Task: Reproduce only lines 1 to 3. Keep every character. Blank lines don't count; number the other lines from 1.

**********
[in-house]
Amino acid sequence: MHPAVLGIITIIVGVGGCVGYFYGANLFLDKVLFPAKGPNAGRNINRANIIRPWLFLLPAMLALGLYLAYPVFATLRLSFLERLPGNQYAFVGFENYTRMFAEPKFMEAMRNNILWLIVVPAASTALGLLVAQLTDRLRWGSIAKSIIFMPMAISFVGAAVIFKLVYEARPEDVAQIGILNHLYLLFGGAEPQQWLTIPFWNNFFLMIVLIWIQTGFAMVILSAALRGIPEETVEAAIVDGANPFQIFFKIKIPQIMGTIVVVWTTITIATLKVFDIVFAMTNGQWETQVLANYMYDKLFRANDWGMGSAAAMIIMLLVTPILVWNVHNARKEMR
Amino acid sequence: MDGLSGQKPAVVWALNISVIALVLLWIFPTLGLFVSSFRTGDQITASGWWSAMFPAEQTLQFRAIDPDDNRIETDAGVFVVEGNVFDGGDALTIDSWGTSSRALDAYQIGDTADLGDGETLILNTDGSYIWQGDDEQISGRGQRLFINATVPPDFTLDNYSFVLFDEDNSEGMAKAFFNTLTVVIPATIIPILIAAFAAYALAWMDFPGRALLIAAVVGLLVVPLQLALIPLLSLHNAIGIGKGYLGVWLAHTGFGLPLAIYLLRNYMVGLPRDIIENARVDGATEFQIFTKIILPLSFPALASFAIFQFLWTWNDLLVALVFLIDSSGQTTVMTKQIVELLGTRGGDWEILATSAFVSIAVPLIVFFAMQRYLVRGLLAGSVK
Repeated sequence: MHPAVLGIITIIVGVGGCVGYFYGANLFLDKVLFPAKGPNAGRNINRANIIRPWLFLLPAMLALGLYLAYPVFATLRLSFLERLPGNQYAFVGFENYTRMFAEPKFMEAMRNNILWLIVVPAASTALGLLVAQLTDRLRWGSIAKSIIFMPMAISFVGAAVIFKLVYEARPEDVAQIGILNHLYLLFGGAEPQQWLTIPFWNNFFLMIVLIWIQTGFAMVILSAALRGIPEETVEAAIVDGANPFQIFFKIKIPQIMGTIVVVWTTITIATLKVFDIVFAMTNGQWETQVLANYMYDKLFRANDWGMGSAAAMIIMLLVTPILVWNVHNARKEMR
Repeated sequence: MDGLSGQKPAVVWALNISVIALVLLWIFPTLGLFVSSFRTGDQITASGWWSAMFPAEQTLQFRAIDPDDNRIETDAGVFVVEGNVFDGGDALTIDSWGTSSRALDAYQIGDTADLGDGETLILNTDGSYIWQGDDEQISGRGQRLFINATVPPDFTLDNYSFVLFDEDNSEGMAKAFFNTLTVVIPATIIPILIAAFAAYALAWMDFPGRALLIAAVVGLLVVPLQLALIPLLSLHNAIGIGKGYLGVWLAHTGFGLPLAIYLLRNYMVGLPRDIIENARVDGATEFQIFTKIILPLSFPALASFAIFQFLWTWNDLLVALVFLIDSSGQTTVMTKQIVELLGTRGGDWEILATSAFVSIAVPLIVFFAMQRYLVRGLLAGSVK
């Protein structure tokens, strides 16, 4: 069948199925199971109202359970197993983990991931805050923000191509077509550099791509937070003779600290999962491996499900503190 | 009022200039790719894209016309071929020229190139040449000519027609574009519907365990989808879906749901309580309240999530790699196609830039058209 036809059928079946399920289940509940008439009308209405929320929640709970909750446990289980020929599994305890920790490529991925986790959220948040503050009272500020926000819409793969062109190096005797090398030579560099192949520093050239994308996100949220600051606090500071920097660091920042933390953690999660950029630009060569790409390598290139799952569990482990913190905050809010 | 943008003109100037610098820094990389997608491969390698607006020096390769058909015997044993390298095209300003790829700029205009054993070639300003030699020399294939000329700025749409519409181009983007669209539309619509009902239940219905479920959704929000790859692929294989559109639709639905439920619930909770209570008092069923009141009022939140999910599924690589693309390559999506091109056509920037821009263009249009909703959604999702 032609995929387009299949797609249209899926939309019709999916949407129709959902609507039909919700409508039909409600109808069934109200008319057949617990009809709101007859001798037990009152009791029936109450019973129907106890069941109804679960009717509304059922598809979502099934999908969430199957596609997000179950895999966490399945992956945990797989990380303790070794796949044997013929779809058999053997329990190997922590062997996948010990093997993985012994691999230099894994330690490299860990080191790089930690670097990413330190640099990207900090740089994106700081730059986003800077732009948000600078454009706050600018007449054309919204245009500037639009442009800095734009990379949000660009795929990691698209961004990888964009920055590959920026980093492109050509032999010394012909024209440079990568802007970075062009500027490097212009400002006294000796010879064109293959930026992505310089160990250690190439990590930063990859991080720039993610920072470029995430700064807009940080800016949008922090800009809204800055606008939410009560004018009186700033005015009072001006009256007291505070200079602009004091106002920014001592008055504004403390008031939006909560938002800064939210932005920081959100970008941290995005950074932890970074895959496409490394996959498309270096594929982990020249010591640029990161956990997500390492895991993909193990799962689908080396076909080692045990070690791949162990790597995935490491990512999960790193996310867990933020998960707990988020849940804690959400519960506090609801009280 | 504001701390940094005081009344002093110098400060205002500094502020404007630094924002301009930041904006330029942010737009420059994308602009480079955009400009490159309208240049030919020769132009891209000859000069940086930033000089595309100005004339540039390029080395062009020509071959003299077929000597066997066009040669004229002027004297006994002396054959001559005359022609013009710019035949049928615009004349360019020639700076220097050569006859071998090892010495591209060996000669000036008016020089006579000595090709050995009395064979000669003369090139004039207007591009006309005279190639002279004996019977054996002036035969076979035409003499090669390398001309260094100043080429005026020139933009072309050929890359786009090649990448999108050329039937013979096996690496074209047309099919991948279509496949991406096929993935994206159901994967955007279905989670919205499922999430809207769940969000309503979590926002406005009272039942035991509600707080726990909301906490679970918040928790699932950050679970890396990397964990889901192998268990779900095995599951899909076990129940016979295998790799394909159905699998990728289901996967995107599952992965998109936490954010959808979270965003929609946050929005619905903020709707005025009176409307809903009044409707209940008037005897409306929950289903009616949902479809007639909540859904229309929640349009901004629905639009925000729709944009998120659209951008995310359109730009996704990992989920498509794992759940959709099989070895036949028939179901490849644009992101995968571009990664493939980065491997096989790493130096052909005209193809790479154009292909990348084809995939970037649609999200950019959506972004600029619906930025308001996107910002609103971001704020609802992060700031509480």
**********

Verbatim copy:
[in-house]
Amino acid sequence: MHPAVLGIITIIVGVGGCVGYFYGANLFLDKVLFPAKGPNAGRNINRANIIRPWLFLLPAMLALGLYLAYPVFATLRLSFLERLPGNQYAFVGFENYTRMFAEPKFMEAMRNNILWLIVVPAASTALGLLVAQLTDRLRWGSIAKSIIFMPMAISFVGAAVIFKLVYEARPEDVAQIGILNHLYLLFGGAEPQQWLTIPFWNNFFLMIVLIWIQTGFAMVILSAALRGIPEETVEAAIVDGANPFQIFFKIKIPQIMGTIVVVWTTITIATLKVFDIVFAMTNGQWETQVLANYMYDKLFRANDWGMGSAAAMIIMLLVTPILVWNVHNARKEMR
Amino acid sequence: MDGLSGQKPAVVWALNISVIALVLLWIFPTLGLFVSSFRTGDQITASGWWSAMFPAEQTLQFRAIDPDDNRIETDAGVFVVEGNVFDGGDALTIDSWGTSSRALDAYQIGDTADLGDGETLILNTDGSYIWQGDDEQISGRGQRLFINATVPPDFTLDNYSFVLFDEDNSEGMAKAFFNTLTVVIPATIIPILIAAFAAYALAWMDFPGRALLIAAVVGLLVVPLQLALIPLLSLHNAIGIGKGYLGVWLAHTGFGLPLAIYLLRNYMVGLPRDIIENARVDGATEFQIFTKIILPLSFPALASFAIFQFLWTWNDLLVALVFLIDSSGQTTVMTKQIVELLGTRGGDWEILATSAFVSIAVPLIVFFAMQRYLVRGLLAGSVK